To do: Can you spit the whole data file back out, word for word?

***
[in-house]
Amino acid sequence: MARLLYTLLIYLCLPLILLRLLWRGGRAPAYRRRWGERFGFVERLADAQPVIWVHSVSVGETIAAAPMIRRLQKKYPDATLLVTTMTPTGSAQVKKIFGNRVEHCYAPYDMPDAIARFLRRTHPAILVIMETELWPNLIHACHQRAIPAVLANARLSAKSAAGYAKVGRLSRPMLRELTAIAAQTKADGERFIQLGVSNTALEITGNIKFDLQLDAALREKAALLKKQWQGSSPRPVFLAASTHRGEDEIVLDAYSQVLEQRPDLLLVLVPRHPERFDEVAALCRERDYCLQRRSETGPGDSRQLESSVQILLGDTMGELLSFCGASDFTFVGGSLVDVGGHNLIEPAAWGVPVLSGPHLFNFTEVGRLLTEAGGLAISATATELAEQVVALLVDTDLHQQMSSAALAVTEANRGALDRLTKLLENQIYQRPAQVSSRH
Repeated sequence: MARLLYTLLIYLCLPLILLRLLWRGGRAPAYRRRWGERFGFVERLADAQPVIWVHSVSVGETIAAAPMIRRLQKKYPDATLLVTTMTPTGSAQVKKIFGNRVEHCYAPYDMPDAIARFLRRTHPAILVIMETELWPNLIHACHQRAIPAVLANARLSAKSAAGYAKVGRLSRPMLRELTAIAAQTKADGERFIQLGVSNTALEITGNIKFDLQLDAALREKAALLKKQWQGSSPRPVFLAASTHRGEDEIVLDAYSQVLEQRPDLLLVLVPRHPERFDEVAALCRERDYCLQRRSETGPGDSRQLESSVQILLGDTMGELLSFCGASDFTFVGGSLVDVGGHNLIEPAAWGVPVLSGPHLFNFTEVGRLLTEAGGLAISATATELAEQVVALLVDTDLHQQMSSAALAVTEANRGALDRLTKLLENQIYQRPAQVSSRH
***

[in-house]
Amino acid sequence: MARLLYTLLIYLCLPLILLRLLWRGGRAPAYRRRWGERFGFVERLADAQPVIWVHSVSVGETIAAAPMIRRLQKKYPDATLLVTTMTPTGSAQVKKIFGNRVEHCYAPYDMPDAIARFLRRTHPAILVIMETELWPNLIHACHQRAIPAVLANARLSAKSAAGYAKVGRLSRPMLRELTAIAAQTKADGERFIQLGVSNTALEITGNIKFDLQLDAALREKAALLKKQWQGSSPRPVFLAASTHRGEDEIVLDAYSQVLEQRPDLLLVLVPRHPERFDEVAALCRERDYCLQRRSETGPGDSRQLESSVQILLGDTMGELLSFCGASDFTFVGGSLVDVGGHNLIEPAAWGVPVLSGPHLFNFTEVGRLLTEAGGLAISATATELAEQVVALLVDTDLHQQMSSAALAVTEANRGALDRLTKLLENQIYQRPAQVSSRH
Repeated sequence: MARLLYTLLIYLCLPLILLRLLWRGGRAPAYRRRWGERFGFVERLADAQPVIWVHSVSVGETIAAAPMIRRLQKKYPDATLLVTTMTPTGSAQVKKIFGNRVEHCYAPYDMPDAIARFLRRTHPAILVIMETELWPNLIHACHQRAIPAVLANARLSAKSAAGYAKVGRLSRPMLRELTAIAAQTKADGERFIQLGVSNTALEITGNIKFDLQLDAALREKAALLKKQWQGSSPRPVFLAASTHRGEDEIVLDAYSQVLEQRPDLLLVLVPRHPERFDEVAALCRERDYCLQRRSETGPGDSRQLESSVQILLGDTMGELLSFCGASDFTFVGGSLVDVGGHNLIEPAAWGVPVLSGPHLFNFTEVGRLLTEAGGLAISATATELAEQVVALLVDTDLHQQMSSAALAVTEANRGALDRLTKLLENQIYQRPAQVSSRH